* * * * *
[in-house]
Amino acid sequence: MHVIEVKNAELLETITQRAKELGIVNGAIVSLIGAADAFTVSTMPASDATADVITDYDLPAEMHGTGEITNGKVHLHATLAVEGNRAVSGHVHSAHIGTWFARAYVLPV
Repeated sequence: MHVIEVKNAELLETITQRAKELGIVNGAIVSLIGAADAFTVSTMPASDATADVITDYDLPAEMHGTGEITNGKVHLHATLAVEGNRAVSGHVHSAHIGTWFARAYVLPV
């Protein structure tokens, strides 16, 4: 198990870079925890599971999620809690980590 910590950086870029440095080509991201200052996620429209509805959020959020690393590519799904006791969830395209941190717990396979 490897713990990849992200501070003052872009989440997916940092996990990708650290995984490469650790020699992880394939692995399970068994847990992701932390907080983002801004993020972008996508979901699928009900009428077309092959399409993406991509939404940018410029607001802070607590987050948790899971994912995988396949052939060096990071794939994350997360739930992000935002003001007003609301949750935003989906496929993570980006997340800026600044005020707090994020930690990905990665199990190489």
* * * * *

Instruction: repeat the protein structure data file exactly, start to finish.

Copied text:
[in-house]
Amino acid sequence: MHVIEVKNAELLETITQRAKELGIVNGAIVSLIGAADAFTVSTMPASDATADVITDYDLPAEMHGTGEITNGKVHLHATLAVEGNRAVSGHVHSAHIGTWFARAYVLPV
Repeated sequence: MHVIEVKNAELLETITQRAKELGIVNGAIVSLIGAADAFTVSTMPASDATADVITDYDLPAEMHGTGEITNGKVHLHATLAVEGNRAVSGHVHSAHIGTWFARAYVLPV
């Protein structure tokens, strides 16, 4: 198990870079925890599971999620809690980590 910590950086870029440095080509991201200052996620429209509805959020959020690393590519799904006791969830395209941190717990396979 490897713990990849992200501070003052872009989440997916940092996990990708650290995984490469650790020699992880394939692995399970068994847990992701932390907080983002801004993020972008996508979901699928009900009428077309092959399409993406991509939404940018410029607001802070607590987050948790899971994912995988396949052939060096990071794939994350997360739930992000935002003001007003609301949750935003989906496929993570980006997340800026600044005020707090994020930690990905990665199990190489």